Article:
A pair of explosions were heard early Thursday morning and black smoke was seen rising from a chemical plant near Houston compromised by flooding from Hurricane Harvey, officials said.
Arkema, Inc., which runs the plant, said in a release they were notified of the explosions by Harris County Emergency Operations at about 2 a.m. CDT. Harris County police said on Twitter that one deputy was taken to the hospital after inhaling fumes from the plant and nine other officers drove themselves to the hospital as a precaution.
One deputy taken to hospital after inhaling fumes from Archem plant in Crosby. 9 others drove themselves to hospital as precaution.
— HCSOTexas (@HCSOTexas) August 31, 2017
The area around the plant, which produces organic peroxides used in a variety of products, including construction material, had already been evacuated.
Arkema said it was continuing to monitor developments along with local authorities.
Arkema's CEO said on Wednesday that there was "no way to prevent" a possible explosion at the company's Crosby, Texas facility, which has been heavily flooded as a result of Hurricane Harvey.
“We have an unprecedented 6 feet of water at the plant,” Arkema President and CEO Rich Rowe said in comments made Wednesday. “We have lost primary power and two sources of emergency backup power.
"As a result, we have lost critical refrigeration of the materials on site that could now explode and cause a subsequent intense fire. The high water and lack of power leave us with no way to prevent it," he said.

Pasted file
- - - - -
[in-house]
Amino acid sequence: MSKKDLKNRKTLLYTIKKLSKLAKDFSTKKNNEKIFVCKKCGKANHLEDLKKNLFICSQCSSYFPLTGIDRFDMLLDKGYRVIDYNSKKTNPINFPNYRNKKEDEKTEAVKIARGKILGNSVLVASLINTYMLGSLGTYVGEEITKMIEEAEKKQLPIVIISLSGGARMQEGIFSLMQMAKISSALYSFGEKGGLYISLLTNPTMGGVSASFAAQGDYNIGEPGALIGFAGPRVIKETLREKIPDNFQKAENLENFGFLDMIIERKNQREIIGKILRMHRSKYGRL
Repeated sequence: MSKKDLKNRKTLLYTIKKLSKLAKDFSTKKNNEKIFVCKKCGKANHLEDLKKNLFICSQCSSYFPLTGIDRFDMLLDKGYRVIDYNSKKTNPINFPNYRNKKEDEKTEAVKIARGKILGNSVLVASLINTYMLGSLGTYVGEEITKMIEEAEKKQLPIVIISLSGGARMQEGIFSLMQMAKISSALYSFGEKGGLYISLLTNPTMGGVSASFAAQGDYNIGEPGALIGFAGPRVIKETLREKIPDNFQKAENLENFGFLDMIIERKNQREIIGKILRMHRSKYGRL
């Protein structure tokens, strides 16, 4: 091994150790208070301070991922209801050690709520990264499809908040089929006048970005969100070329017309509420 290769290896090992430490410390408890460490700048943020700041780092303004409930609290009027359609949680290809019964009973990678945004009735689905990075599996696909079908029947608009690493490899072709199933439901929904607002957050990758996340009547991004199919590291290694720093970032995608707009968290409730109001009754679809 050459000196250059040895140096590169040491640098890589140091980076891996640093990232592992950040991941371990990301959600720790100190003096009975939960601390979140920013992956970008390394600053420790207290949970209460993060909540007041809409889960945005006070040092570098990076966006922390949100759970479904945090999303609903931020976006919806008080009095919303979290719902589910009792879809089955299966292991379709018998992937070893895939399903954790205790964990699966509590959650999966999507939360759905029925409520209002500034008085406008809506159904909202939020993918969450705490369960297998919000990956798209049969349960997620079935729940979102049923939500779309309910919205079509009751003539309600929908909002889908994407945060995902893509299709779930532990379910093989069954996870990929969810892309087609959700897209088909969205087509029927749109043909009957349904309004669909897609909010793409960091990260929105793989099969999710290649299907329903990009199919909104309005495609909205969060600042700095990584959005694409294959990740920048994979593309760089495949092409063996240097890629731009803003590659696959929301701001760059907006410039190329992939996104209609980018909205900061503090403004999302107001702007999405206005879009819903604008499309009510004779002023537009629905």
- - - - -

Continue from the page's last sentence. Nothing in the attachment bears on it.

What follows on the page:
Rowe added: "We have evacuated our personnel for their own safety. The federal, state and local authorities were contacted a few days ago, and we are working very closely with them to manage this matter. They have ordered the surrounding community to be evacuated, too."
Residents within a 1.5-mile radius of the facility, which is about 27 miles east of Houston, have been told to leave, according to the Harris County Fire Marshal's Office.
Rep. Ted Poe, R-Texas, who represents the district that includes the chemical plant, called the situation "very dangerous."
"The worst-case scenario is that this chemical plant could explode," he told ABC News.
The site has experienced torrential rains from Harvey, "receiving approximately 40 inches by Monday afternoon," the company said in a statement Tuesday evening.
On Tuesday, the company said it didn't believe there was any "imminent danger" but stressed that "the potential for a chemical reaction leading to a fire and/or explosion within the site confines is real."
The Environmental Protection Agency is supporting local agencies in dealing with the situation.
"We are aware of the situation and are working with TCEQ, who is the lead in this situation, to support them and other state and local officials to mitigate risk to human health or the environment," an EPA spokesperson said in a statement.
The U.S. Chemical Safety Board -- the federal agency that investigates and helps clean up chemical accidents -- also said it was aware of the situation.
"The CSB is aware of the situation through news reports. We don’t have any other information other than what we are gathering from news reports. We are prepared to deploy to any incident that might result from Hurricane Harvey."
ABC News' Anna Maria Gibson, Clayton Sandell and Lauren Pearle contributed to this report.